11.09.17 | News

Why the Bonnet?

The EMS South Africa Seminar on September 23, 2017 will focus on interesting and characteristic features of the Moravian Church in South Africa. Speaking will be Gregson Erasmus, Moravian Pastor and Ecumenical Co-Worker with the Evangelical-Lutheran Church in Wuerttemberg

Gregson Erasmus, you have now been in Germany for about four months. Have you noticed any differences between the worship services here and those of your own Moravian Church in South Africa?

The worship service in South Africa is more spontaneous. There is a lot of preparation, more than meets the eye. But if someone wants to offer a chorus during a quiet moment in the service, it will be done. It will not be arranged beforehand. The person will simply sing. Typically, these choruses are short, well-known refrains, so that everyone can join in. During the announcements, we ask people to stand up if they have had some special experience in their lives, like a birthday or a wedding anniversary. The worship leader reacts spontaneously, citing a Bible verse fitting to the occasion. Before the intercessional prayer, congregants are given the opportunity to state concerns for which the congregation should pray. Here in Germany by comparison, I experience the order of the service as very rigid. It seems that there is a set program for each service. This I respect, of course, as that is the tradition here. But at the same time, I miss the more open approach we use in the Moravian Church of South Africa.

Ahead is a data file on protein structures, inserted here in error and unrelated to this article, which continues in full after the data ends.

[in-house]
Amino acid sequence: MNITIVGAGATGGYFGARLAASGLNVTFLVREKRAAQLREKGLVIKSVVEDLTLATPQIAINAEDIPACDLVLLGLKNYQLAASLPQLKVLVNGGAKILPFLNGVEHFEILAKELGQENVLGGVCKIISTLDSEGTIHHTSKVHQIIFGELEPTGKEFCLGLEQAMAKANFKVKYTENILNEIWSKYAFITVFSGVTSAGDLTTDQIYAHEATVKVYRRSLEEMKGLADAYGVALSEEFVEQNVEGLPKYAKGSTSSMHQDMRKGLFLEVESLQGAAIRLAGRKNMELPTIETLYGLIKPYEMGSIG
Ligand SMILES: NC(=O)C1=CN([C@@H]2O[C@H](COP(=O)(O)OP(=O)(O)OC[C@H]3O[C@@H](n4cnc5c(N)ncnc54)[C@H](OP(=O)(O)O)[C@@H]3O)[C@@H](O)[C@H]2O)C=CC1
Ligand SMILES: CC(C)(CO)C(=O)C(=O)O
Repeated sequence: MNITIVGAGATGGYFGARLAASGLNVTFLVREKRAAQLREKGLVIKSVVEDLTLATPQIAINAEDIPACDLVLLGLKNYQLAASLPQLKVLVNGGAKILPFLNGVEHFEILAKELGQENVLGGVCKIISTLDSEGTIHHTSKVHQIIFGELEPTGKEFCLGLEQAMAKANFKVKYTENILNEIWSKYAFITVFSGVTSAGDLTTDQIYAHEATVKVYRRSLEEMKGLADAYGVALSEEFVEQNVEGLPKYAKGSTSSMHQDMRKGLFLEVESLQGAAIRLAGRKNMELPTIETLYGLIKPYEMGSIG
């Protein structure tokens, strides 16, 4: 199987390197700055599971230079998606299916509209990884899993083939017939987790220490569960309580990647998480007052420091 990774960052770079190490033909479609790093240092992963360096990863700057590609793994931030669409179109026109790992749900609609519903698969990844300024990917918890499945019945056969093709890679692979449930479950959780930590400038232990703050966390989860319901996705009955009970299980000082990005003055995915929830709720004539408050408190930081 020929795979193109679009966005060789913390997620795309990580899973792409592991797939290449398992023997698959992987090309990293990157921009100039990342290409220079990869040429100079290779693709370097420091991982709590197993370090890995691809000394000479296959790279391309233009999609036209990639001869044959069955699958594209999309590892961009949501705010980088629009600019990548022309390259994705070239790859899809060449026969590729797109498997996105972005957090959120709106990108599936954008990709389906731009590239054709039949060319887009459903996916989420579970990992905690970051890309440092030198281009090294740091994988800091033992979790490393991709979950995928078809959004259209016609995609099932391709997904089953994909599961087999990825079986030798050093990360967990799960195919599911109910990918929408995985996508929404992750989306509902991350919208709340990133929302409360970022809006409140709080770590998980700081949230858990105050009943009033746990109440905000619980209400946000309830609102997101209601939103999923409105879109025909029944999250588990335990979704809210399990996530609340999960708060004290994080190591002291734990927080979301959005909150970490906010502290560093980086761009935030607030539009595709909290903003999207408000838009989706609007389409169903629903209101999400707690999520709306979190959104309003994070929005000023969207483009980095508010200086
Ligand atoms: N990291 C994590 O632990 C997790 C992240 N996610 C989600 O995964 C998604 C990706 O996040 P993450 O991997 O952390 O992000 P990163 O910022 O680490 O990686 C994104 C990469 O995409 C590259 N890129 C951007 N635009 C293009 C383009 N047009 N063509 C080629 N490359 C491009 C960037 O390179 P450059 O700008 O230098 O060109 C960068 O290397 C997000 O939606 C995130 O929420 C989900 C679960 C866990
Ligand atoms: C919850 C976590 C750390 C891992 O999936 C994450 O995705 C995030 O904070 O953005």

In the Moravian Church of South Africa, women cover their heads with a bonnet when going to church. Why is this so?

We believe strongly that when we come to church, we enter into the presence of God. For us, this means that we should dress ourselves appropriately - simply, neat and clean. To our mind, this can be done without going to any great expense. The tradition of a head-covering is not specifically Moravian. Many churches have it. Graf Nikolaus Ludwig von Zinzendorf, the founder of the renewed Moravian Church, adopted this tradition. But it was important to him that there be no competition among the women wearing them. Accordingly, a standard form was introduced. In this way, the bonnet came to be a symbol of unity and simplicity in the congregation. It is particularly important at communion, which we believe to be a foretaste of eternity, where all who have been conquered will appear in white garments around the thrown of the Lamb to worship him (see Revelations 19:11).

What about the men?

It is our custom that men, when greeting someone or when entering another person's house, first remove their hats. This holds true in the church as well. We differentiate between men and women in accordance with I. Corinthians 11:4: Any man who prays or prophesies with something on his head disgraces his head, but any woman who prays or prophesies with her head unveiled disgraces her head. In other words: For the man, to uncover the head is a gesture of respect. But for the woman, the opposite is true. But men are also expected to dress appropriately, that is "neat clean and dignified." At communion, we expect them to wear dark coloured suits.

Should German women also wear bonnets to church?

For us in the Moravian Church, the bonnet is not compulsory. Some women wear it, others do not. Even when serving communion, our female ministers don't always wear the bonnet. Certainly, this applies to Germany as well. You have the same freedom to do as you see fit.

For further information on the South African partnership seminar and for registration, please contact edwards-raudonat@dont-want-spam.ems-online.org.